November 20, 2006 4:00 AM PST
Adobe taps the power of negative thinking
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Olympus and Canon have looked at DNG support, but won't say whether they'll adopt it. Digital SLR newcomer Panasonic said: "At this moment, we don't plan to support DNG format. But we will watch that format trend."
Espen Hildrup, a photographer in Oslo, Norway, doesn't expect camera makers to fully standardize, because they don't want to lose character such as Olympus' warm colors or Nikon's rich blacks. "By standardizing the raw format, I think these companies (would be) afraid of giving away their own formula, so they will hang on to their own files," Hildrup said.
Adobe's Story thinks raw images will spread, so consumers can extract better images from their cameras.
"For a consumer camera, megapixels are not the ultimate goal. We're rapidly reaching the end of the megapixel wars. You can get a 10-megapixel camera for $400," Story said. "We're shifting now to 'How do I get an edge on quality?' That's why raw formats exist. It's starting at the top and working its way down."
Canon, a dominant maker of SLR and compact cameras, sees things differently. Raw image quality on compact cameras isn't necessarily better than JPEG, said Chuck Westfall, Canon's director of media and customer relations. In fact, while the 7.1-megapixel PowerShot G6 supported raw, Canon dropped that support when it introduced the 10-megapixel G7 in September.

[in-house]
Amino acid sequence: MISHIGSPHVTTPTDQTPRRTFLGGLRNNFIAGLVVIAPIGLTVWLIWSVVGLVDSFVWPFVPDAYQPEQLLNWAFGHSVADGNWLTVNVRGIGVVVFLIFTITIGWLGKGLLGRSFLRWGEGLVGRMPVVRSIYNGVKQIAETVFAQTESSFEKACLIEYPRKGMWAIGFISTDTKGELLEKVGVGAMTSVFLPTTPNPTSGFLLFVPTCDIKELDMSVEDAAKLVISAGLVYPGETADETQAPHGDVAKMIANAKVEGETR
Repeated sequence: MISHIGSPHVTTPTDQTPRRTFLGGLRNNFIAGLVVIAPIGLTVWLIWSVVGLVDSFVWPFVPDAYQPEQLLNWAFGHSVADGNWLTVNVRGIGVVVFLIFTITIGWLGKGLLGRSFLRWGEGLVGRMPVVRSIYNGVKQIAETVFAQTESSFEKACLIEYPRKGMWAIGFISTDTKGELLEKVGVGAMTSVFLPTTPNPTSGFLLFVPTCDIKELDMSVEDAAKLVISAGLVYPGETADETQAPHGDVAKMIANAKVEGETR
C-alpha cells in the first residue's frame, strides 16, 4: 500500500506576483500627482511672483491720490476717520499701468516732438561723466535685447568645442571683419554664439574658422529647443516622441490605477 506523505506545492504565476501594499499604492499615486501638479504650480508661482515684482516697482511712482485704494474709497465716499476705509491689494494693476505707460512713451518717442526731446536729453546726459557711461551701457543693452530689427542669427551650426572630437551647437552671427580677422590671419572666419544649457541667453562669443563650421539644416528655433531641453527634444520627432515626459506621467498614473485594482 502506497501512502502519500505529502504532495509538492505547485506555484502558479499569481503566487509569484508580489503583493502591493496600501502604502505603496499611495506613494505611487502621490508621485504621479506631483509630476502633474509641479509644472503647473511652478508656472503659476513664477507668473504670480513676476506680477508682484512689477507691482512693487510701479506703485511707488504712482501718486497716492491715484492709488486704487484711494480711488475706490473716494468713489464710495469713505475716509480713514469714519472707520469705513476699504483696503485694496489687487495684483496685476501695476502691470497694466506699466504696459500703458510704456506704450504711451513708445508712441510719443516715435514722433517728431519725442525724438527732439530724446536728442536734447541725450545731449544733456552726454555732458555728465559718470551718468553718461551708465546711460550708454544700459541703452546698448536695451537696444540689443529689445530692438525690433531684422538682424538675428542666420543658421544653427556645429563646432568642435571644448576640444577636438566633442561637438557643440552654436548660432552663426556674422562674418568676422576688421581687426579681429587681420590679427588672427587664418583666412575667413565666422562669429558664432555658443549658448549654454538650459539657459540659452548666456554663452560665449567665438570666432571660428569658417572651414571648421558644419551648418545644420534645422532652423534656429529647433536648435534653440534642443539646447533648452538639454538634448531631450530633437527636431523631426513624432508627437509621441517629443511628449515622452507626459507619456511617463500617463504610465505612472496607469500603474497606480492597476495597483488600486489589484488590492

Increasing megapixels in a new-generation sensor means each sensor site becomes smaller. That in turn makes it harder to distinguish between signals produced by incoming light and those from random electronic noise in the sensor. Compounding the situation, compact cameras already use smaller sensors than SLRs.
The smallest sensor site on a Canon SLR is 5.7 microns wide, and on higher-end models they're 8.2 microns wide, Westfall said. A G7's sensor sites are less than 2 microns wide, in comparison, and therefore produce more visual noise and are worse at discerning differences in brightness.
"The net result is that even if the G7 offered raw image capture...there would be no discernible improvement in image quality compared to...Superfine JPEG mode," Westfall said.
The photographers speak
Adobe has certainly won some support among photographers.
"As quickly as the technology is advancing in this medium, I am, of course, concerned that at some point my backed-up files will be useless," said Eric Lawton, an amateur photographer in Milton, Pa., who shoots raw images 99 percent of the time.
Barlow believes DNG could be a bridge between the Nikon equipment he owns today and the Canon gear he's contemplating buying.
But Bill Frakes, a professional photographer who shoots for Sports Illustrated, is an illustration of the hurdles that remain. He archives his favorite images in raw, JPEG and TIFF--not DNG. And although he agrees with Adobe's standardization motive, he isn't optimistic it will prevail.
"I would love for there to be a standard out there," Frakes said. "I don't think it's going to happen."
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